Wouldn’t you love for your non-profit organization to have access to some of the tools that you use for business? Think about being able to collaborate on documents, securely share access credentials, centrally store policy and process information, have video conferences and more. Just imagine. But as we know from being in the private sector, all that software is really expensive, so how can you possibly make that work when your organization doesn’t make any money?
This was the struggle I was having.
I volunteer for a couple non-profit organizations and one, in particular, was in desperate need of some collaboration tools and secure password storage. It just so happened that one of the board members stumbled across a free-for-nonprofit program from Dreamhost for our web hosting a year prior, so it occurred to me that maybe other companies might do the same. So, I started to dig. And I was amazed at what I found.
Discovering Free Software
It turns out that many companies- from small to large- offer their products and services to non-profit organizations for free, or for a significantly reduced price. This includes things like Microsoft Office 365, box file storage, and even Microsoft Azure and Amazon AWS.
The process to obtain these is surprisingly easy, but only so long as you know it’s out there, so I’m hoping that this article provides you at that first stepping stone, and then a bit of the basic steps you need to make it all happen.
Step by Step: Obtaining Free Software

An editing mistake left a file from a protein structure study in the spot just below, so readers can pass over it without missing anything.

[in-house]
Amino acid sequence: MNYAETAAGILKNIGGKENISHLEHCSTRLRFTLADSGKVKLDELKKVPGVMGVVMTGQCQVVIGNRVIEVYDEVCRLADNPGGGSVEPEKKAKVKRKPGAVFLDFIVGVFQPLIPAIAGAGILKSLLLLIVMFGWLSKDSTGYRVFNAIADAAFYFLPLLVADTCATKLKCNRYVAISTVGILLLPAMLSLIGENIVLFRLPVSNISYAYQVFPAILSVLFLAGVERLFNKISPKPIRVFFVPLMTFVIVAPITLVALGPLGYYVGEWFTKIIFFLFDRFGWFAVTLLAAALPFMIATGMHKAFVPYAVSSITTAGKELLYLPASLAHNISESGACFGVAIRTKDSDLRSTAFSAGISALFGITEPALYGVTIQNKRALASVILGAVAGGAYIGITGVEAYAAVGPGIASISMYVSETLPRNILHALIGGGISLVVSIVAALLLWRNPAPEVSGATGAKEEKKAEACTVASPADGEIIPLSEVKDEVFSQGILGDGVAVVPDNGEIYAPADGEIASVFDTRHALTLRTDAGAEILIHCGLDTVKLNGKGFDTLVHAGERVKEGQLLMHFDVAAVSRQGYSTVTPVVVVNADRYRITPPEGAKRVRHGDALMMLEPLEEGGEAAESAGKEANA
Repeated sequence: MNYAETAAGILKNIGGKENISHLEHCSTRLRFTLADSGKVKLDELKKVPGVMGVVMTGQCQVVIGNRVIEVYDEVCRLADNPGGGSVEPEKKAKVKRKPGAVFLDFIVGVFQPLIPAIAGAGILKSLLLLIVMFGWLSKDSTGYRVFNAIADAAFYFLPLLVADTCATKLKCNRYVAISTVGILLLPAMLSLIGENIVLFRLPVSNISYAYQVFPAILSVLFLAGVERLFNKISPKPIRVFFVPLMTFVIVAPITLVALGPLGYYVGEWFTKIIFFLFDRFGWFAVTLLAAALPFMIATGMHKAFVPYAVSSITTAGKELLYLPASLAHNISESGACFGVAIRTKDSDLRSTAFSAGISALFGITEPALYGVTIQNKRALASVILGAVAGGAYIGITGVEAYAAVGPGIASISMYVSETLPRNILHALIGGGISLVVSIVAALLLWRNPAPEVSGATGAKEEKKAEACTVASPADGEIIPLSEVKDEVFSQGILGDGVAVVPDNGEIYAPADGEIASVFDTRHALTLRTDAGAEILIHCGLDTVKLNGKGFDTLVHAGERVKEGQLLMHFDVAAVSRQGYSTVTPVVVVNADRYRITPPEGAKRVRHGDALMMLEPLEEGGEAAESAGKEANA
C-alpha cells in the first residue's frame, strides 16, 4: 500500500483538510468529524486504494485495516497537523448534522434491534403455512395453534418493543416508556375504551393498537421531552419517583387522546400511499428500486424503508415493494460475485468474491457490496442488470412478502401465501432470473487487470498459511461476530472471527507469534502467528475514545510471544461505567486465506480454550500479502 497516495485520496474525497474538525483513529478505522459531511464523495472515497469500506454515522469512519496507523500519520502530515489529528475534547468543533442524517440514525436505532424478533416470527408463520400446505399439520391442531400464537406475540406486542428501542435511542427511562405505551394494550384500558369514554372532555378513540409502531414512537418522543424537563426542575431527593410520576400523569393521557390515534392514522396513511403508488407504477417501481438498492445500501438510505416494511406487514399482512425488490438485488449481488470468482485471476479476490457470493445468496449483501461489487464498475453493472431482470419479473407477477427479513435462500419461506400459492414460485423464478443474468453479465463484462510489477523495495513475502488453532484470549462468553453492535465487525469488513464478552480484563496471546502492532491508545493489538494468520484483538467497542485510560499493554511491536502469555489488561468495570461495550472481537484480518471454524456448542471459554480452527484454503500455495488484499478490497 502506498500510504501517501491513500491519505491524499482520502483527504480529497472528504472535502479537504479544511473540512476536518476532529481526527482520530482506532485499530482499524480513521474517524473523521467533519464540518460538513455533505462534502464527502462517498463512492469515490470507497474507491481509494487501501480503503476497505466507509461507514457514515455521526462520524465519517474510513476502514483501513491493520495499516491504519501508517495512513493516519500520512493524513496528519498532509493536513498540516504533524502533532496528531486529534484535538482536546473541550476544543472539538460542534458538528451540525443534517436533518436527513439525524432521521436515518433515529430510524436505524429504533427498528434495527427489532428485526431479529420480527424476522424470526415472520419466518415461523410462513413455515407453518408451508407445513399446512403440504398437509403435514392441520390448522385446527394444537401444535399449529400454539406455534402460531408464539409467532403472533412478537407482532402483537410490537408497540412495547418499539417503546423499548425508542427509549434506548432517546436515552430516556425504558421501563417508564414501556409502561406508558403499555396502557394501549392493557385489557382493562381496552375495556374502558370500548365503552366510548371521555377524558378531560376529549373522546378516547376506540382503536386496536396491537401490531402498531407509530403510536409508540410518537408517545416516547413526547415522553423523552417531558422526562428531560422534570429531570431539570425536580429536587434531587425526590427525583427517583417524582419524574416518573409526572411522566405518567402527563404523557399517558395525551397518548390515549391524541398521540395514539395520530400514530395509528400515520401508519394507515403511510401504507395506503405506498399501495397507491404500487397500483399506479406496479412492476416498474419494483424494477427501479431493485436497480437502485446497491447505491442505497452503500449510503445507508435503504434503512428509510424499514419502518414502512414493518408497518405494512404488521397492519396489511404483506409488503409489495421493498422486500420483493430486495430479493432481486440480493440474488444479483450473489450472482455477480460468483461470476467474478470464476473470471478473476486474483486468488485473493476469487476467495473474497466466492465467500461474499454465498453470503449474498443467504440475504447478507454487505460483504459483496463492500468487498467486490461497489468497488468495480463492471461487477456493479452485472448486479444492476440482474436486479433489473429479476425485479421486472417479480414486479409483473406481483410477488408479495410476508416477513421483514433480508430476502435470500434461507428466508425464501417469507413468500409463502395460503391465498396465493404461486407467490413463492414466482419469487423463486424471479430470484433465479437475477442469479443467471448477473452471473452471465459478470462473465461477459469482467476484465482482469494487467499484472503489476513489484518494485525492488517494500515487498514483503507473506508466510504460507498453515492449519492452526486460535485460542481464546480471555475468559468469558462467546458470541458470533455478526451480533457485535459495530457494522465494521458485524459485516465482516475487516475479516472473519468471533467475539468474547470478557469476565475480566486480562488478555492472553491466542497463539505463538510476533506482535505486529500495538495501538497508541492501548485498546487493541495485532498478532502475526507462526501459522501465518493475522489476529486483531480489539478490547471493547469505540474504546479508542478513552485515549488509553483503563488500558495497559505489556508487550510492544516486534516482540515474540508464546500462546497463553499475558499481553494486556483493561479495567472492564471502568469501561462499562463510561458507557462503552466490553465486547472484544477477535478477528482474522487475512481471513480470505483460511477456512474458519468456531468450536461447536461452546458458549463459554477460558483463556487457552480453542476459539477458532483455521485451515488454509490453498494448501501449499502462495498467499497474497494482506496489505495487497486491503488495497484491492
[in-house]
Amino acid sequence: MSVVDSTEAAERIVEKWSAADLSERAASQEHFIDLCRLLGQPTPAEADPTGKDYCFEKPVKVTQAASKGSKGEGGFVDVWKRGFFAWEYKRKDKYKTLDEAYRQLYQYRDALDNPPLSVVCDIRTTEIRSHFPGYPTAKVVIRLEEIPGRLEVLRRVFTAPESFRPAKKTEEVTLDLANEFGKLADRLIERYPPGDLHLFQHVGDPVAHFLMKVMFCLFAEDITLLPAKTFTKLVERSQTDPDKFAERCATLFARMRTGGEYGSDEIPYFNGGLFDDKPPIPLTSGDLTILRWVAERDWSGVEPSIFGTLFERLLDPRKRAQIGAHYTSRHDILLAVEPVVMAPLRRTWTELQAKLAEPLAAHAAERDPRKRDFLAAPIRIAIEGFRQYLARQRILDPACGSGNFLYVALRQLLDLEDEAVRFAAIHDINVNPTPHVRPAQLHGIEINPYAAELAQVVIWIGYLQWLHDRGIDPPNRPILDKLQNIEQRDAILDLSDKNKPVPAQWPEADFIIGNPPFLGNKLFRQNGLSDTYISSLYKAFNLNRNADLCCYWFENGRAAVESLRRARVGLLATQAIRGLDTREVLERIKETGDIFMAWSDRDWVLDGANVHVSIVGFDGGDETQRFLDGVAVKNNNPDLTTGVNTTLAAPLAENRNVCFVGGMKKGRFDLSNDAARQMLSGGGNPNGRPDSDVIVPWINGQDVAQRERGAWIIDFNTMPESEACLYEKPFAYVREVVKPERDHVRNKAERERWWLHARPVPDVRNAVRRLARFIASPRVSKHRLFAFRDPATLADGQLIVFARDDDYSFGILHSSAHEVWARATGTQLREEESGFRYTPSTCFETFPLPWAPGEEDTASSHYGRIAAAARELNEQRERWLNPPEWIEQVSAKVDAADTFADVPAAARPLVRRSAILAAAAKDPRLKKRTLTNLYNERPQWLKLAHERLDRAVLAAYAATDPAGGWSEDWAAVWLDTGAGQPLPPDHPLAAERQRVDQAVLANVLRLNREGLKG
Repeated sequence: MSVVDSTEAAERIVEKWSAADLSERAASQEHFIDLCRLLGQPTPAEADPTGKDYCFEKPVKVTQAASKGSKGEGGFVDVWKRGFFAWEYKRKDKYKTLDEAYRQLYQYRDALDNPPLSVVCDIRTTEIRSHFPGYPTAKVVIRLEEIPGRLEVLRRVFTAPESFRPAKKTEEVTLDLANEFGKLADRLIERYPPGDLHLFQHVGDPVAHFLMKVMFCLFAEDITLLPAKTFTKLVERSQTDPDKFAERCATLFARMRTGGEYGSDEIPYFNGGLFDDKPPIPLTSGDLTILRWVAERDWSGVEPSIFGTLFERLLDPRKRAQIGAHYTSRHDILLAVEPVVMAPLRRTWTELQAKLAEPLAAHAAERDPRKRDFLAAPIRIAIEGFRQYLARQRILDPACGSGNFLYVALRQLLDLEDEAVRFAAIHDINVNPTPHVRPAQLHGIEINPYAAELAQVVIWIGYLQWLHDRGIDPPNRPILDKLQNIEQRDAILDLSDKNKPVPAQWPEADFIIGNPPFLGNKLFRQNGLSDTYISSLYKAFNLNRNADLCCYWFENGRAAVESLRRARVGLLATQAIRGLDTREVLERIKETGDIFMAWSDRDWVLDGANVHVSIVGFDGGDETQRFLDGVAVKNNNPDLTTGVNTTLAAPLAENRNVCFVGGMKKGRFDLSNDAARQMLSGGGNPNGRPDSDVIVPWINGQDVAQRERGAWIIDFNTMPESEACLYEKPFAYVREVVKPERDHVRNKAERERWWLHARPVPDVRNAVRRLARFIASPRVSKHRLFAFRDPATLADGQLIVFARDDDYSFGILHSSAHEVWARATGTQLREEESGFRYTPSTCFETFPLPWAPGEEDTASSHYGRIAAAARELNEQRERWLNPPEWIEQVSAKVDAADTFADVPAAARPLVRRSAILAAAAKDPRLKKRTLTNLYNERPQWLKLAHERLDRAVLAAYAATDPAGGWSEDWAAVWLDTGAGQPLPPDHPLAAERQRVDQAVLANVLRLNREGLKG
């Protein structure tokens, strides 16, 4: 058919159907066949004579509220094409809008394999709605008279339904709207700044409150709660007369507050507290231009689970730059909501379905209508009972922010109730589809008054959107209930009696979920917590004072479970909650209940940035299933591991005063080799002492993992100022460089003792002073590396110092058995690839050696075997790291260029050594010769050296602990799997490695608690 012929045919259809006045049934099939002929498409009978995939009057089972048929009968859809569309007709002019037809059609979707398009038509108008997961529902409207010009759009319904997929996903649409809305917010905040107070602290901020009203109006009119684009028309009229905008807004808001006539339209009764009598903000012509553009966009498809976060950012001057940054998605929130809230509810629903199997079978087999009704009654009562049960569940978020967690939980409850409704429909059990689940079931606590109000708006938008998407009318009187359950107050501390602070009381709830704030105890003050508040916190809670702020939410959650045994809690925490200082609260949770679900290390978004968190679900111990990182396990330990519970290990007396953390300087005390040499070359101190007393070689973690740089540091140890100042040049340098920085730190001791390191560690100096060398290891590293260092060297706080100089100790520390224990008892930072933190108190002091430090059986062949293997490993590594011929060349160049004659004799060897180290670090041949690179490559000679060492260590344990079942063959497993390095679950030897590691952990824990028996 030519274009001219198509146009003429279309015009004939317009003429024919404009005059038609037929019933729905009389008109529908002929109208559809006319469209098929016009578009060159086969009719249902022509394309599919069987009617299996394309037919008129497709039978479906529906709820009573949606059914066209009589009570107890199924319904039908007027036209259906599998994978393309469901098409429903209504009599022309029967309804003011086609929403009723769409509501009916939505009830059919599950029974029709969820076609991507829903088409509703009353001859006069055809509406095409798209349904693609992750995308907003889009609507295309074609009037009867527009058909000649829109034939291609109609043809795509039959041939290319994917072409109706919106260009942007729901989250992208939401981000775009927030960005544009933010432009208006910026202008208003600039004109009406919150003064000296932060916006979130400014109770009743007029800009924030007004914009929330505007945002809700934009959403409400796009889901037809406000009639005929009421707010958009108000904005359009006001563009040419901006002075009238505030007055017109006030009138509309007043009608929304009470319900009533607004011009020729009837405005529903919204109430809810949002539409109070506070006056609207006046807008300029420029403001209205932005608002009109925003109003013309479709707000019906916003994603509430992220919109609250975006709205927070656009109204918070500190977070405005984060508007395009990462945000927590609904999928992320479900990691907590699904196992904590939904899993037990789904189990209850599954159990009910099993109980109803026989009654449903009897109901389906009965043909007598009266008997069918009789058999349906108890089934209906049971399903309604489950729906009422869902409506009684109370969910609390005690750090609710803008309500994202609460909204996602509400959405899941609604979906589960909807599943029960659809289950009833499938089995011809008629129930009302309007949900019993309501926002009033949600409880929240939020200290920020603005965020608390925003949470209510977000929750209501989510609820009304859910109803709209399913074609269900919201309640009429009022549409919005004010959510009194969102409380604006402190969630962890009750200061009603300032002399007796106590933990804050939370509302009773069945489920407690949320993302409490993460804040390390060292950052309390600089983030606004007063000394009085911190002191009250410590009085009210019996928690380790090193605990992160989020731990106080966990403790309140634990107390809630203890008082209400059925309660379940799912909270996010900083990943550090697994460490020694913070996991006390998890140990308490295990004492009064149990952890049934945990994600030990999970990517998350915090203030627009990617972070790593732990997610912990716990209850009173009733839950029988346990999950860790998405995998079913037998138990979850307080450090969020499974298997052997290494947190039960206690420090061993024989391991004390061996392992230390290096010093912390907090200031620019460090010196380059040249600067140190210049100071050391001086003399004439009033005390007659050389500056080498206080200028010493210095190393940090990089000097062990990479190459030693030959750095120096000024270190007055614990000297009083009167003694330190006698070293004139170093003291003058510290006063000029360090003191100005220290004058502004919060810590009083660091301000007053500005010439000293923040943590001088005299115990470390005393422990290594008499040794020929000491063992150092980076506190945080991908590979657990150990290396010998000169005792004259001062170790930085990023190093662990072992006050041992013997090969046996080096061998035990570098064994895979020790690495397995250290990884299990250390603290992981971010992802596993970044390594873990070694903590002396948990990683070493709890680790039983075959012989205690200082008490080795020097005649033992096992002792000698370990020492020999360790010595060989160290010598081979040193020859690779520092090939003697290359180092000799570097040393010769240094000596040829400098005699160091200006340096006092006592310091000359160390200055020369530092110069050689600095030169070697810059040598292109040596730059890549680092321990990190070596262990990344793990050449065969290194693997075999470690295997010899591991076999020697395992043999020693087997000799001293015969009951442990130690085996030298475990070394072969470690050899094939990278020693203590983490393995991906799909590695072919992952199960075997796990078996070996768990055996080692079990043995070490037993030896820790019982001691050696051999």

First, you need copies of your non-profit documentation. For most organizations that means you need your proof of 501c3 status. You will also need your complete tax information, including your TAX ID or EIN, and your tax return for last year.
Next, login and create an account at techsoup. This is where you’ll need to provide documentation, tax IDs, etc. Techsoup is an aggregator for companies who are willing to provide free or reduced-fee software (and hardware) to non-profit organizations. My understanding is that companies like Microsoft leave the final qualification of your eligibility to techsoup, and techsoup makes a little money through small administrative fees and other sources. But the great news here is that you can obtain techsoup approval, and then all of the individual requests for software become incredibly easy.
Note that not all who are willing to offer software and services for free are registered with techsoup. For example, Dreamhost offers a very generous free shared hosting platform, and Password Boss offers a wonderful multi-user password manager database - again for free- but not through techsoup. What I’ve found is if you cannot find what you are looking for, try searching for the thing you need, and “501c3” or “nonprofit”, and you will often find something.
And if you happen to be someone who is looking to pay for a solution, can I suggest that you first try to give your money to one of these great organizations that so kindly offer their services to non-profits for free. I mean, seriously, how wonderful of these companies to give back?
If you’re looking for a little additional help or would even like someone to give you a hand to setup one of these services (Microsoft Office 365, for example, can be a little daunting to get setup for the first time), iuvo Technologies would be very happy to provide some of our time for free to get you started. Simply reach out to me at email@example.com or give me a call at 781-722-3211 and I’d be happy to get you pared up with someone to give you a hand.
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